But I am at least now compelled forward with the understanding that the command line is a necessary step if you hope to pull back the curtain that shrouds technology in magic.

LinuxCommand.org has a great introduction to the command line concept and terminology. Then I recommend heading over to the UNIX Tutorial for Beginners (University of Surrey). It is the best tutorial I have found that is practical in it's scope and pace, without quickly overwhelming a reader who is truly a beginner.

Working at the command line places you at an intimate proximity to the heart of a computer. Understanding that the commands used are merely concise programs that operates on data, equips you with a new perspective. You start to see the foundation and basic building blocks that all software is constructed upon. More importantly, you begin to imagine how you could build more sophisticated programs with those blocks on that same foundation.

Wednesday, January 16, 2013


Why I'm Learning to Code had many purposes. One was simply to open wide the floodgate of resources and reflections I have been accruing over the last year. I will be tagging post categories and eventually plan to aggregate a reference guide for others who might find themselves somewhere along the path I am on. 

That's an around about way of saying you can expect to see me posting more frequently, and specifically on the topic of computer programming.

My apologies, dear reader, if this is not your cup of tea. I hope you can endure this season of life with me. If not, stop back by in a year or two.

Saturday, January 12, 2013

Why I'm Learning to Code

2011 was a year of self discovery; defined by voracious reading. Once I hit my stride I was consuming an average of 2.5 books a week. I was intentionally reading widely with the hope of finding signposts to guide my long term career goals.

One of the more pivotal moments was reading The Information: A History, A Theory, A Flood. In it James Gleick argues that our relationship to information transforms the very nature of human consciousness.

Historically, not being able to read and write rendered you a mere user of the social systems dictated by those who wielded the system for their benefit. Increasingly so, the systems we depend on are being shrouded behind a technological layer of "magic" (Apple/Steve Jobs first touted the iPad as "Magical"). Not having a basic literacy of the reality behind this curtain of magic relegates power to the few who understand and wield the magic.

By the time I read Program or Be Programmed: Ten Commands for a Digital Age, the author Douglas Rushkoff was preaching to the choir: "Computer Programming is literacy for the 21st century."

I began learning JavaScript, hoping simply to peak through the curtain. I was propelled by the basic conviction that this is a necessary basic skill for understanding, interacting, and impacting the world. I didn't have a plan beyond that, but what happened next radically changed the trajectory of my life.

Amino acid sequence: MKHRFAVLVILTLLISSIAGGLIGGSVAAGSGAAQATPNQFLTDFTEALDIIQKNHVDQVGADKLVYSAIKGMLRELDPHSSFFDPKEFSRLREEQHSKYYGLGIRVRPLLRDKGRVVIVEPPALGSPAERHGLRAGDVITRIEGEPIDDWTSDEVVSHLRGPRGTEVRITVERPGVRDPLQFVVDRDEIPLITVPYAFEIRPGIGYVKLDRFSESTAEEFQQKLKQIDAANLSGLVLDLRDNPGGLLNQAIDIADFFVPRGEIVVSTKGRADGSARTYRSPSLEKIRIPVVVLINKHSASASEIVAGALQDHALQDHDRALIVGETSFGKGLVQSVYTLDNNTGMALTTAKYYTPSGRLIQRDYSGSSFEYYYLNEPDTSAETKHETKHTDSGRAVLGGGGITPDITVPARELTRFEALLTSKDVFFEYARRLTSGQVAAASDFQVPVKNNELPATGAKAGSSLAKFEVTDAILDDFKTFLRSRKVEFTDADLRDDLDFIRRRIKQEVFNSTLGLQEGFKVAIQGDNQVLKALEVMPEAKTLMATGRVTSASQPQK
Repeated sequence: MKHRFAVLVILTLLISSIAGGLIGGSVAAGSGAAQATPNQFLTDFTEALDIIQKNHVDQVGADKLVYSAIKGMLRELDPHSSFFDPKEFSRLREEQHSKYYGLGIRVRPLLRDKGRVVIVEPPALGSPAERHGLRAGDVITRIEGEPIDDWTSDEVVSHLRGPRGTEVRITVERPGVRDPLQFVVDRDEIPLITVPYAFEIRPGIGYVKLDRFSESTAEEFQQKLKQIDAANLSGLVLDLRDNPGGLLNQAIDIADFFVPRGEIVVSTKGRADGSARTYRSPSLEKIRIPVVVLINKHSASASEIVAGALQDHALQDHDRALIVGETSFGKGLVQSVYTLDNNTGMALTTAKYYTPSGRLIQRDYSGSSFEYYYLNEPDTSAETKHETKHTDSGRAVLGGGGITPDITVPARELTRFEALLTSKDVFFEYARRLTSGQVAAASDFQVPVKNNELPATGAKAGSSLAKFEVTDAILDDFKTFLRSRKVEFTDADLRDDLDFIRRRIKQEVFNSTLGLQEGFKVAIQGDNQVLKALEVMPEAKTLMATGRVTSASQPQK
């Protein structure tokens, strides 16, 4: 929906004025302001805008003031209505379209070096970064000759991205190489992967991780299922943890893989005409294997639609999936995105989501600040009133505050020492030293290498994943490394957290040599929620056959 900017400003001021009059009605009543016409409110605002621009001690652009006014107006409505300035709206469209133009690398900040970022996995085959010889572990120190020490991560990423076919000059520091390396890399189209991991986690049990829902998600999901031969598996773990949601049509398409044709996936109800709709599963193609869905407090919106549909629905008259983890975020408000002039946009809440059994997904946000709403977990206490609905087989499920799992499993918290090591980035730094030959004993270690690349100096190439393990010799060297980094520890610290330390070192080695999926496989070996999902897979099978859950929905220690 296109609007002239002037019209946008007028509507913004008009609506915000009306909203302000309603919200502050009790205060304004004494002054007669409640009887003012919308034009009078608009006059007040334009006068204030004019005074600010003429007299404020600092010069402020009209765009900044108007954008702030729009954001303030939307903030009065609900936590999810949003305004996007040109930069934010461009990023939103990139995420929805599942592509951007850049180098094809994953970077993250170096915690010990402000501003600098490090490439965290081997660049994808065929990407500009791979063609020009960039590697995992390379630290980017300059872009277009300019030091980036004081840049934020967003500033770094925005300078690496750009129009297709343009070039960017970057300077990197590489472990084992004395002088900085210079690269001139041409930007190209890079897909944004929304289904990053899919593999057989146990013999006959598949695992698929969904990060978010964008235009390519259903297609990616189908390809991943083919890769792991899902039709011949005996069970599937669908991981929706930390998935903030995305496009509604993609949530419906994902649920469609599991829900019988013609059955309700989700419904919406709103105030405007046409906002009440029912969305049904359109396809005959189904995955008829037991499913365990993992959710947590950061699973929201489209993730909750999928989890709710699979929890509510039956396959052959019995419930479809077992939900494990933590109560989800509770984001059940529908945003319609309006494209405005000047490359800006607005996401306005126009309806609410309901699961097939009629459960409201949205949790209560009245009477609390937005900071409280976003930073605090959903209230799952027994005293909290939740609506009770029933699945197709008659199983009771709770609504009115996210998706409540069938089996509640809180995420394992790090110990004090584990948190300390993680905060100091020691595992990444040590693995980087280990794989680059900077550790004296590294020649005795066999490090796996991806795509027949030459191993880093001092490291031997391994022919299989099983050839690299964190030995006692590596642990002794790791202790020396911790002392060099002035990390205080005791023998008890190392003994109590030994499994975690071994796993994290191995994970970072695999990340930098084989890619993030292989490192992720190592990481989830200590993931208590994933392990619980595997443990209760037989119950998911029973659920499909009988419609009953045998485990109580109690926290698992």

It started small as I moved past "hello world." I began to be conscious of what was happening as I progressed into conditional statements and control structures.

But first to understand what happened next, a quick flashback even further to 2005. My senior year in high school.

All through high school I had my sights set on engineering. I focused all my energy on math and science. But my mind felt horribly off balance, and I decided to focus at least equal energy into history and writing; subjects I had always easily achieved A's with little to no effort. Reading, researching, and writing an essay on Crime and Punishment lit up a part of me that had been dormant. The thrill had me furiously flipping through stacks of books and kept me chained to my keyboard, hours on end, with my heart racing. I had experienced the writer's high.

It was the realization that I had power in writing. After learning and synthesizing new ideas; every word choice can carry immense weight in the transmission of an emotion or an idea to the reader. It's a thrilling endeavor, balancing creativity and logic.

Still I continued engineering for the first two years of college, but finally gave in to my deeper interest in social sciences. I had begun a journey out of the safe pastures of hard sciences, into the mysterious wilderness of liberal arts and social sciences like foreign language, literature, and sociology. I discovered the creative drive, and began awakening to the profound and subtle beauties in art. However, the deeper I went in social sciences, the more I understood the complexity to even understand the problems problems much less having the tools to solve them. In this disillusioned and wandering state I completed my liberal arts education in 2010.

Towards the end of 2011, by the time I was dabbling deeper in JavaScript I saw how everything I love about writing prose was true for coding; the research, the design, the logic, the editing for exacting simplicity and efficient clarity. But even further, the power to build tools.

In January of 2012 I began the year as if training for a marathon. I narrowed my focus and furiously launched into a holistic computer science education; a combination of home-brewed self driven learning and formal academics at Portland State University.

So 2013 marks the beginning of my sprint towards the intersection of technology and liberal arts.